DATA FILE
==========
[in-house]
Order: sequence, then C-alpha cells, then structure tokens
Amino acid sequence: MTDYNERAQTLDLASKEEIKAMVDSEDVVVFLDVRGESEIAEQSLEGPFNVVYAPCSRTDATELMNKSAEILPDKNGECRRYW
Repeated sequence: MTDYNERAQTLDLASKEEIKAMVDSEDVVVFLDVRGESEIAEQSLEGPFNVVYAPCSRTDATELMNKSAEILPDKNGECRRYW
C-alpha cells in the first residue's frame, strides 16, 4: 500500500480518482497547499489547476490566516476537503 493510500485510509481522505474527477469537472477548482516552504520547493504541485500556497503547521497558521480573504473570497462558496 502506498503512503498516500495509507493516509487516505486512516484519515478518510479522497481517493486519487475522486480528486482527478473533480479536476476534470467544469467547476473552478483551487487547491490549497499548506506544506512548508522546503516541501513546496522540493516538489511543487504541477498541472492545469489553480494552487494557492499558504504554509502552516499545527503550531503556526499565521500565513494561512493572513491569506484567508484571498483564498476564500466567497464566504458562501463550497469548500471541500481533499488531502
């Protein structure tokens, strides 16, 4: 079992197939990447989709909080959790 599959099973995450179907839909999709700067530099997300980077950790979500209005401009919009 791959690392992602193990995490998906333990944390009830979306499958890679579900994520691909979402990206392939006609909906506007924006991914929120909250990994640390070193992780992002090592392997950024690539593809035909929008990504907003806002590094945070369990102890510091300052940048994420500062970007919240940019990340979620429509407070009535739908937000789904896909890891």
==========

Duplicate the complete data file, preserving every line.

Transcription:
[in-house]
Order: sequence, then C-alpha cells, then structure tokens
Amino acid sequence: MTDYNERAQTLDLASKEEIKAMVDSEDVVVFLDVRGESEIAEQSLEGPFNVVYAPCSRTDATELMNKSAEILPDKNGECRRYW
Repeated sequence: MTDYNERAQTLDLASKEEIKAMVDSEDVVVFLDVRGESEIAEQSLEGPFNVVYAPCSRTDATELMNKSAEILPDKNGECRRYW
C-alpha cells in the first residue's frame, strides 16, 4: 500500500480518482497547499489547476490566516476537503 493510500485510509481522505474527477469537472477548482516552504520547493504541485500556497503547521497558521480573504473570497462558496 502506498503512503498516500495509507493516509487516505486512516484519515478518510479522497481517493486519487475522486480528486482527478473533480479536476476534470467544469467547476473552478483551487487547491490549497499548506506544506512548508522546503516541501513546496522540493516538489511543487504541477498541472492545469489553480494552487494557492499558504504554509502552516499545527503550531503556526499565521500565513494561512493572513491569506484567508484571498483564498476564500466567497464566504458562501463550497469548500471541500481533499488531502
């Protein structure tokens, strides 16, 4: 079992197939990447989709909080959790 599959099973995450179907839909999709700067530099997300980077950790979500209005401009919009 791959690392992602193990995490998906333990944390009830979306499958890679579900994520691909979402990206392939006609909906506007924006991914929120909250990994640390070193992780992002090592392997950024690539593809035909929008990504907003806002590094945070369990102890510091300052940048994420500062970007919240940019990340979620429509407070009535739908937000789904896909890891």